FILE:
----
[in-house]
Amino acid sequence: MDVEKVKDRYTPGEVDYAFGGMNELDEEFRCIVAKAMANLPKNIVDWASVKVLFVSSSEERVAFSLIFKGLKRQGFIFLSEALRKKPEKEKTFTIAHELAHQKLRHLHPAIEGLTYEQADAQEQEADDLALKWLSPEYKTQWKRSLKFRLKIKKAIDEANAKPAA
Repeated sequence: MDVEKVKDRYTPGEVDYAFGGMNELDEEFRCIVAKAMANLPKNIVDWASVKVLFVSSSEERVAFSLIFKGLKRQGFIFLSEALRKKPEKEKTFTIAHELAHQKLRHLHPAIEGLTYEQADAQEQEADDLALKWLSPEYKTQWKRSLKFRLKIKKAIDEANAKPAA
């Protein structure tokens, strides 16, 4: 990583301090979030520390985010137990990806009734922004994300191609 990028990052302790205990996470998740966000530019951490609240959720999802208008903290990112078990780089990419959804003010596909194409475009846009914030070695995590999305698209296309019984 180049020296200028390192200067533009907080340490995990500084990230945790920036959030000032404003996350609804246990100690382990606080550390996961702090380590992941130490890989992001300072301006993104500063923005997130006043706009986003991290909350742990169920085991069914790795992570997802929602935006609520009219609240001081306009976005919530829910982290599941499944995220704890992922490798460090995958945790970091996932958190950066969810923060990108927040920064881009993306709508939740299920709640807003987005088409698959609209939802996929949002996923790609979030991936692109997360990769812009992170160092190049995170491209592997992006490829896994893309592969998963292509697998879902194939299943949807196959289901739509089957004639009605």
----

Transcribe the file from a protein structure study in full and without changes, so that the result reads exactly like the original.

[in-house]
Amino acid sequence: MDVEKVKDRYTPGEVDYAFGGMNELDEEFRCIVAKAMANLPKNIVDWASVKVLFVSSSEERVAFSLIFKGLKRQGFIFLSEALRKKPEKEKTFTIAHELAHQKLRHLHPAIEGLTYEQADAQEQEADDLALKWLSPEYKTQWKRSLKFRLKIKKAIDEANAKPAA
Repeated sequence: MDVEKVKDRYTPGEVDYAFGGMNELDEEFRCIVAKAMANLPKNIVDWASVKVLFVSSSEERVAFSLIFKGLKRQGFIFLSEALRKKPEKEKTFTIAHELAHQKLRHLHPAIEGLTYEQADAQEQEADDLALKWLSPEYKTQWKRSLKFRLKIKKAIDEANAKPAA
């Protein structure tokens, strides 16, 4: 990583301090979030520390985010137990990806009734922004994300191609 990028990052302790205990996470998740966000530019951490609240959720999802208008903290990112078990780089990419959804003010596909194409475009846009914030070695995590999305698209296309019984 180049020296200028390192200067533009907080340490995990500084990230945790920036959030000032404003996350609804246990100690382990606080550390996961702090380590992941130490890989992001300072301006993104500063923005997130006043706009986003991290909350742990169920085991069914790795992570997802929602935006609520009219609240001081306009976005919530829910982290599941499944995220704890992922490798460090995958945790970091996932958190950066969810923060990108927040920064881009993306709508939740299920709640807003987005088409698959609209939802996929949002996923790609979030991936692109997360990769812009992170160092190049995170491209592997992006490829896994893309592969998963292509697998879902194939299943949807196959289901739509089957004639009605």